Foreign travel advice

Uzbekistan

Important COVID-19 travel guidance

The Foreign & Commonwealth Office currently advises British nationals against all but essential international travel. Travel to some countries and territories is currently exempted.

This advice is being kept under constant review. Travel disruption is still possible and national control measures may be brought in with little notice, so check our travel guidance.

Summary

Travel to Uzbekistan is subject to entry restrictions

  • At present, entry to Uzbekistan is prohibited except for Uzbek nationals, accredited diplomats and permanently registered foreigners.
  • Business visits are only permitted to representatives of foreign companies and other organisations currently operating in Uzbekistan as part of an investment project.
  • Quarantine/self-isolation measures are in place and are dependent on time spent in the country of embarkation.

See Entry requirements for more information before you plan to travel.

Return travel to the UK is subject to self-isolation requirements

If you’re returning to the UK, you will need to:

  • provide your journey and contact details
  • self-isolate for 14 days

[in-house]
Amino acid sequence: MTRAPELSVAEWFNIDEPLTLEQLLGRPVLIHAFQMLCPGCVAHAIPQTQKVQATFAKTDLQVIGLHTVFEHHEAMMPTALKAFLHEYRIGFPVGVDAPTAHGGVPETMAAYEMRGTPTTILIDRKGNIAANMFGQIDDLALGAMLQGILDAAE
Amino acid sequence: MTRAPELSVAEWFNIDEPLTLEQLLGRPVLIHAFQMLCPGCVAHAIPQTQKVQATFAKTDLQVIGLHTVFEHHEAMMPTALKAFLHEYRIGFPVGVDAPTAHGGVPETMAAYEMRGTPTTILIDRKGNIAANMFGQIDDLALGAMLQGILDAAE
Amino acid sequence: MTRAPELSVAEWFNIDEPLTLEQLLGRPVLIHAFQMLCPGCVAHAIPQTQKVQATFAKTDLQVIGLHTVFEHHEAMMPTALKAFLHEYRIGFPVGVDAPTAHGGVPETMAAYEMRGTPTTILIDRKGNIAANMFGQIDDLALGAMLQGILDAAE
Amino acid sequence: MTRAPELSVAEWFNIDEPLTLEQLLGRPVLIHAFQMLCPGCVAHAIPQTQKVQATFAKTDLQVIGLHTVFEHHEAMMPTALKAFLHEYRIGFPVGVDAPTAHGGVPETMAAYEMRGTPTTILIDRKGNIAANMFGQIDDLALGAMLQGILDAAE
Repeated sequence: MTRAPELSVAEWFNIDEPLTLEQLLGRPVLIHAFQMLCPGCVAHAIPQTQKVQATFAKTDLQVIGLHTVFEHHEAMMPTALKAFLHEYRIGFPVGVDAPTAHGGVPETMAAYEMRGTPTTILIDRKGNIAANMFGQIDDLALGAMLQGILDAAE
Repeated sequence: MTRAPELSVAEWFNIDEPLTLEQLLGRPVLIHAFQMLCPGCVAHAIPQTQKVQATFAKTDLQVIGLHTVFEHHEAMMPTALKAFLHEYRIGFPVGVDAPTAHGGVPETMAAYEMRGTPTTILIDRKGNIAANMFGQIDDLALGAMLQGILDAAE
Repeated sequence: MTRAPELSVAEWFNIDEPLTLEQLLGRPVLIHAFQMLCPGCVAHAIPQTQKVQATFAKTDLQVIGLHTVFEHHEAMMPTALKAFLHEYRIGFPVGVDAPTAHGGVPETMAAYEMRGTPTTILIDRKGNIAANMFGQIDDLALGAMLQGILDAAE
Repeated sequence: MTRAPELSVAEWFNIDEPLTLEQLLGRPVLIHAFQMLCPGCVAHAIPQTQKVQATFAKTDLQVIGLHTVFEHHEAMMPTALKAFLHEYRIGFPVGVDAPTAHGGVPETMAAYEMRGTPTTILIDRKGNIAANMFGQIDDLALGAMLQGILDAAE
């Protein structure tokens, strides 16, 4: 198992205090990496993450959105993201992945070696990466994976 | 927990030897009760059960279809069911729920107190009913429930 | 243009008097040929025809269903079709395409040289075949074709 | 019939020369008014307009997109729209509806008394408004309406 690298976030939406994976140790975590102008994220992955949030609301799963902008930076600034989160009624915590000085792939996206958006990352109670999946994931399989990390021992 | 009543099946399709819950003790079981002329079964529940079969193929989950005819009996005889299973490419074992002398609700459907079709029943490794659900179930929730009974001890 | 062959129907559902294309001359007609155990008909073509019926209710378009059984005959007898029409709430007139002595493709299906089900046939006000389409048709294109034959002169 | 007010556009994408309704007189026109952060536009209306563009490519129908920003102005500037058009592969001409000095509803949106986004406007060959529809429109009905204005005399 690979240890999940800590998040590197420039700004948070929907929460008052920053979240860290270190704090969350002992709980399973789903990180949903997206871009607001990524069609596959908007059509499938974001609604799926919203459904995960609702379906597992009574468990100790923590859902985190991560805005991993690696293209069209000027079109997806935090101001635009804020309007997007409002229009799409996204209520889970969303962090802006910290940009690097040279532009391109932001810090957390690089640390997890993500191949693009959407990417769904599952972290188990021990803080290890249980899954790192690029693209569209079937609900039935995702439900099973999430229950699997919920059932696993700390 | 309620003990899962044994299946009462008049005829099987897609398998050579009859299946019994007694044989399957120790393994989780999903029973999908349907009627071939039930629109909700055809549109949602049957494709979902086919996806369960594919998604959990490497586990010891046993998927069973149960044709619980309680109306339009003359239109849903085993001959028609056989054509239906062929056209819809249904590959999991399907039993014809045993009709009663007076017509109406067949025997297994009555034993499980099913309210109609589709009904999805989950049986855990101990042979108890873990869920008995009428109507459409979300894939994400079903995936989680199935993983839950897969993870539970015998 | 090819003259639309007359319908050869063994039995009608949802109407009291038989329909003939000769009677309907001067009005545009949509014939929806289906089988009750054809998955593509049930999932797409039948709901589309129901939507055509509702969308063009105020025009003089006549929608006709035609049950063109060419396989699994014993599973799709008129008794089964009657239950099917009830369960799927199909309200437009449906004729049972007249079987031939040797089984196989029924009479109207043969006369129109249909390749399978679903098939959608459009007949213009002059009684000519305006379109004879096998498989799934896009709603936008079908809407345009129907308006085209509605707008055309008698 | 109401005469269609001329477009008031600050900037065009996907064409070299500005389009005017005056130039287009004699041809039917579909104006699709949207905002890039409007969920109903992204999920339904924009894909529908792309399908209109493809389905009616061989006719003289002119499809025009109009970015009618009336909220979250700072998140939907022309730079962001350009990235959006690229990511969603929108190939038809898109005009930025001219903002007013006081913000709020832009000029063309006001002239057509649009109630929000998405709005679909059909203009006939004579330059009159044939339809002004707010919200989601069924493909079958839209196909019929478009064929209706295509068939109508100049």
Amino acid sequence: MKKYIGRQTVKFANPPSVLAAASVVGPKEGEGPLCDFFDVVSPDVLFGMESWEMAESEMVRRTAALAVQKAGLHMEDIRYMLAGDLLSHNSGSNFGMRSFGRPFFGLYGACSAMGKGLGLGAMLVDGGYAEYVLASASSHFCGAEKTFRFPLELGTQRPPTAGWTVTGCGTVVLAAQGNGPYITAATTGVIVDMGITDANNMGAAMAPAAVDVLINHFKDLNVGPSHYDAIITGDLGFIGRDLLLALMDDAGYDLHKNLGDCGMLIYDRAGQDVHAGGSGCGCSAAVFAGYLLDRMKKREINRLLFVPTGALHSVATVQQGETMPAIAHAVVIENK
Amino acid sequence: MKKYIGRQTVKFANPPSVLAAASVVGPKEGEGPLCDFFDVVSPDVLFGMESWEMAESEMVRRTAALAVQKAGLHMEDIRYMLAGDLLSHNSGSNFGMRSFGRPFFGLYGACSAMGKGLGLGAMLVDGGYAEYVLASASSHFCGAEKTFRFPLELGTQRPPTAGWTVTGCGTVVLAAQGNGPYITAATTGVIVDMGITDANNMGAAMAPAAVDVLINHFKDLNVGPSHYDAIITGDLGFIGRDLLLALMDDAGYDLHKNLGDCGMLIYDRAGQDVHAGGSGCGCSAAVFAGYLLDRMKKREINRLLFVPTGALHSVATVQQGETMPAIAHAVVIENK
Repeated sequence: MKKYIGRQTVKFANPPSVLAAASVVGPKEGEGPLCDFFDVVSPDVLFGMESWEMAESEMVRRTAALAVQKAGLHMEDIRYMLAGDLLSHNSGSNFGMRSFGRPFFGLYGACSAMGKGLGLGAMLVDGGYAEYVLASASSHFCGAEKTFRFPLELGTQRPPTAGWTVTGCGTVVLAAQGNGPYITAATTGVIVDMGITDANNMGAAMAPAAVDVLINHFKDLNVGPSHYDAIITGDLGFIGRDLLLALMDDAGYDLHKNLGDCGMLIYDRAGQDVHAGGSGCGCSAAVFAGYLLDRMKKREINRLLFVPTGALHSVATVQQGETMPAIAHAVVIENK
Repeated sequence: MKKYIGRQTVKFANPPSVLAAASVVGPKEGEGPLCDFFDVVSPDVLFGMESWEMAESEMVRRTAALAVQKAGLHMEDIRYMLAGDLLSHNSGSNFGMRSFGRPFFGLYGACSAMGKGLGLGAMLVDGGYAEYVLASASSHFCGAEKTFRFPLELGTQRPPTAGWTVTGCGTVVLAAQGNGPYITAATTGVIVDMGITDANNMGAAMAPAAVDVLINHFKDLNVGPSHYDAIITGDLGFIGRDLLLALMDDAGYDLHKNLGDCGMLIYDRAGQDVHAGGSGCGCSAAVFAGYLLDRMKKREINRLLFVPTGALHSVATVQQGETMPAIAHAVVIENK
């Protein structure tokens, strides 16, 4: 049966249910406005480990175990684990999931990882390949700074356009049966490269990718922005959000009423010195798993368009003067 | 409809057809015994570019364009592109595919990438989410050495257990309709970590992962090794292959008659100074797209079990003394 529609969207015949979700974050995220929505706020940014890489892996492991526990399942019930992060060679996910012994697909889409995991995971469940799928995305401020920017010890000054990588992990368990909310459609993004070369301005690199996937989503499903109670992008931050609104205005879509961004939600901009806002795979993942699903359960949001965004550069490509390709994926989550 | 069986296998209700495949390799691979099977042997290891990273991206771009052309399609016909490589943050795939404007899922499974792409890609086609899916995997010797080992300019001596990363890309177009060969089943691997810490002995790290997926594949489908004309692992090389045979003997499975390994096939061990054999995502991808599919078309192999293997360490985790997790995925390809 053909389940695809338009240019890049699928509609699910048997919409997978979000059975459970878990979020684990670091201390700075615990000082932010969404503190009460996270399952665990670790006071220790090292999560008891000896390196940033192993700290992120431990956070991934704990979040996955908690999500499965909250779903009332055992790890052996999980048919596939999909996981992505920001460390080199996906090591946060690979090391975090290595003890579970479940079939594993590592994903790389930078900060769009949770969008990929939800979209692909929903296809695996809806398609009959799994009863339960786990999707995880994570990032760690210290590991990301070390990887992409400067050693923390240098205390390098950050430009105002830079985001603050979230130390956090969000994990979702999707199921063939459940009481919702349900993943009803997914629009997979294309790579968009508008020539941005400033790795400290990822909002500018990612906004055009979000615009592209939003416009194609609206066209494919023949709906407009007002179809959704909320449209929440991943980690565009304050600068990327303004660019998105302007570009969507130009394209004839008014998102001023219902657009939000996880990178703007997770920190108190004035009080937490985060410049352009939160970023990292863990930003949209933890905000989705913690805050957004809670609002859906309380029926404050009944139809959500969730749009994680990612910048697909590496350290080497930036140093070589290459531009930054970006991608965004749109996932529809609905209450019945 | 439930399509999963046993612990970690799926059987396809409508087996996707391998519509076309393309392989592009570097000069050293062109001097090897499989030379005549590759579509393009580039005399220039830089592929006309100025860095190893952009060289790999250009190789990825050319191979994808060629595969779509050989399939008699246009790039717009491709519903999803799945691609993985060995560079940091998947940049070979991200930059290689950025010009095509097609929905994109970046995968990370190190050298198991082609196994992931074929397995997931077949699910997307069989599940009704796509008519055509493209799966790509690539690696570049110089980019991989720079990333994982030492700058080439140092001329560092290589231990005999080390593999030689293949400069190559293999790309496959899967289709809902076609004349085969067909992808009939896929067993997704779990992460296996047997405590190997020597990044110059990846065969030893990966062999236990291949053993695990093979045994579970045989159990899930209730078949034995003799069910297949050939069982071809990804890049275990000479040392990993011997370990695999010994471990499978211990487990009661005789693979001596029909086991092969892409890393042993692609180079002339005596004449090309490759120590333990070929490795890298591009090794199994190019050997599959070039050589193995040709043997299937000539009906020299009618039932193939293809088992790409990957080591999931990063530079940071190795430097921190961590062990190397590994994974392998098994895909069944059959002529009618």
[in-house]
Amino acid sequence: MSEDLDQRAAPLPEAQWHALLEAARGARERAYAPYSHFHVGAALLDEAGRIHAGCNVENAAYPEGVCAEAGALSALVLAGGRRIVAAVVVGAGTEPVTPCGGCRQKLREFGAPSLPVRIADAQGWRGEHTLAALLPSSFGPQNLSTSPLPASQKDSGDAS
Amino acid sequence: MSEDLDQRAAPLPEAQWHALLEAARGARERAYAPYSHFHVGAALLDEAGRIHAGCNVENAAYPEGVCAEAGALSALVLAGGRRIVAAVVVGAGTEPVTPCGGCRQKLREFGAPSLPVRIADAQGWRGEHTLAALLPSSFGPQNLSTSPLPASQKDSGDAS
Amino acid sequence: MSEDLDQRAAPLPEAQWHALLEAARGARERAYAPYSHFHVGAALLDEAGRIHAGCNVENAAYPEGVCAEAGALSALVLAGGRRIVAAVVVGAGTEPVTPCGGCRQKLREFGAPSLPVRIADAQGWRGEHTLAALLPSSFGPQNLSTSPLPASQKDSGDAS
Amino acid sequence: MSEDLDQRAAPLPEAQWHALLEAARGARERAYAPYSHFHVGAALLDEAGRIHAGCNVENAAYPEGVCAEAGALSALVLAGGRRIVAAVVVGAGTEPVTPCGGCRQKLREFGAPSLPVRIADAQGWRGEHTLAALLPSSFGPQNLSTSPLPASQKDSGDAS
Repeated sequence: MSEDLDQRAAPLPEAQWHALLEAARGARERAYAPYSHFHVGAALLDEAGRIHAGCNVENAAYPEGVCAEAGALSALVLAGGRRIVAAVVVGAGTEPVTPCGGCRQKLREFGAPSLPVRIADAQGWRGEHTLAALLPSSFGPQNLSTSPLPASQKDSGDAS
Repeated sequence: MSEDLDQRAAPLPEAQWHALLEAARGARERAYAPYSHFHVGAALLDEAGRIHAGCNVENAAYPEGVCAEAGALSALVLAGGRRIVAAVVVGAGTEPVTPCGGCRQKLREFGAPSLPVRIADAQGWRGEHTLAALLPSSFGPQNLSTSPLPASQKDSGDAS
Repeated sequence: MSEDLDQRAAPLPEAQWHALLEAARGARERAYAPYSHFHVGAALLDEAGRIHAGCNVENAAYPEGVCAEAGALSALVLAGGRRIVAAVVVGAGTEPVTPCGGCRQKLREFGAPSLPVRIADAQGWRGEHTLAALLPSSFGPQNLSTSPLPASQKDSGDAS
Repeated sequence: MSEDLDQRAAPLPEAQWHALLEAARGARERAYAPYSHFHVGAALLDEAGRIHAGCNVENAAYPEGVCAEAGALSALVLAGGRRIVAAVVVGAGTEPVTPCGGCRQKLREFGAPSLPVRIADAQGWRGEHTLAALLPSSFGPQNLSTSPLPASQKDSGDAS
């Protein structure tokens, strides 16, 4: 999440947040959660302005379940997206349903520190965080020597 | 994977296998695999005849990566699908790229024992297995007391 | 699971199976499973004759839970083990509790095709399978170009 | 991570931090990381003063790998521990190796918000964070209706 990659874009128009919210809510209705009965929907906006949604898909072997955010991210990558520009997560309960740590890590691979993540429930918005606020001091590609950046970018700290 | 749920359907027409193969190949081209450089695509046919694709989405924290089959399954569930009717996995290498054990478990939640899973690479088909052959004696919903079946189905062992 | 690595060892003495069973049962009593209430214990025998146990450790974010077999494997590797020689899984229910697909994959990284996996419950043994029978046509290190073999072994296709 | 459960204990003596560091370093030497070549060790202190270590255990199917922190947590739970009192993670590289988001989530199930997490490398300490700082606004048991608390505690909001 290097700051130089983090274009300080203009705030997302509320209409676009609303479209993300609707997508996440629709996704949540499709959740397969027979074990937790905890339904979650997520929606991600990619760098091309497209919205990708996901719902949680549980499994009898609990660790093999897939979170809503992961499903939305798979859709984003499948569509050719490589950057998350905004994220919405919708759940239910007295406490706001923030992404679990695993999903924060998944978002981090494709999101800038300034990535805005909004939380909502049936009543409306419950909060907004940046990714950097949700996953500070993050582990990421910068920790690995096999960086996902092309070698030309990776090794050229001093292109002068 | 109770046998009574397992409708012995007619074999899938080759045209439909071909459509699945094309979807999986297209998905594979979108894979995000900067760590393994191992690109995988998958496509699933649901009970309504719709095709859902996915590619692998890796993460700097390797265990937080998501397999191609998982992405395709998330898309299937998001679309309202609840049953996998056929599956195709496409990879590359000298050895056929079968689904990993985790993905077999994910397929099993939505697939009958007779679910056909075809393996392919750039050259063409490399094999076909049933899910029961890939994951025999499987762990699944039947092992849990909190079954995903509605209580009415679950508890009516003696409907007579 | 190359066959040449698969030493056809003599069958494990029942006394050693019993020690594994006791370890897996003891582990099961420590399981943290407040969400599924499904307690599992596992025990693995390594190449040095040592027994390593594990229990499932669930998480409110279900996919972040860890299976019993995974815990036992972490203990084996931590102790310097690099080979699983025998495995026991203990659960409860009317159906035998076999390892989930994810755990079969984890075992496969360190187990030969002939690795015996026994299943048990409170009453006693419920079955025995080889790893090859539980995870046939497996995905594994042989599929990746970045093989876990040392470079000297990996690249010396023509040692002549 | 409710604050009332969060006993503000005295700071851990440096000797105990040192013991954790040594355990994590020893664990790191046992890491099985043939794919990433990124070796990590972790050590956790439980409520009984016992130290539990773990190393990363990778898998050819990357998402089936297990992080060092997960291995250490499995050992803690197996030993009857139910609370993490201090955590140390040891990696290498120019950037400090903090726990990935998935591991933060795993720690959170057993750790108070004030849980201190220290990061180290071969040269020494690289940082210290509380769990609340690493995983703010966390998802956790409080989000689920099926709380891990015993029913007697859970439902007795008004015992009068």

Check the guidance on entering or returning to the UK.

Check our advice on foreign travel during the coronavirus (COVID-19) pandemic and sign up for email alerts for this travel advice.

If you’re planning travel to Uzbekistan, find out what you need to know about coronavirus there in the Coronavirus section.

During the COVID-19 pandemic, it is more important than ever to get travel insurance and check it provides sufficient cover. See the FCO’s guidance on foreign travel insurance.

Most visits to Uzbekistan are trouble free.

On 6 November 2019, it was reported that 17 people were killed in an armed attack on a Tajik security check-point on the Uzbek/Tajik border. Daesh/ISIS claimed responsibility. You should exercise caution and vigilance, particularly if travelling near or across the Uzbek/Tajik border. See Local travel and Terrorism

Take care in areas bordering Tajikistan, Kyrgyzstan and Afghanistan. Uzbekistan’s borders are potential flashpoints and uncontrolled border areas may be land-mined. Borders are subject to closure without notice. See Local travel

Terrorist attacks in Uzbekistan can’t be ruled out. See Terrorism

Air quality in the Karakalpakstan and Khorezm regions has deteriorated as a result of storms over the Aral Sea bringing salt, dust and pollutants into the air. See Health

You can be detained on arrival for the possession of certain medicines, including codeine. You should always carry a doctor’s prescription with you. See Travelling with medicines

If you need to contact the emergency services, call 101 (fire), 102 (police) or 103 (ambulance).

If you’re abroad and you need emergency help from the UK government, contact the nearest British embassy, consulate or high commission.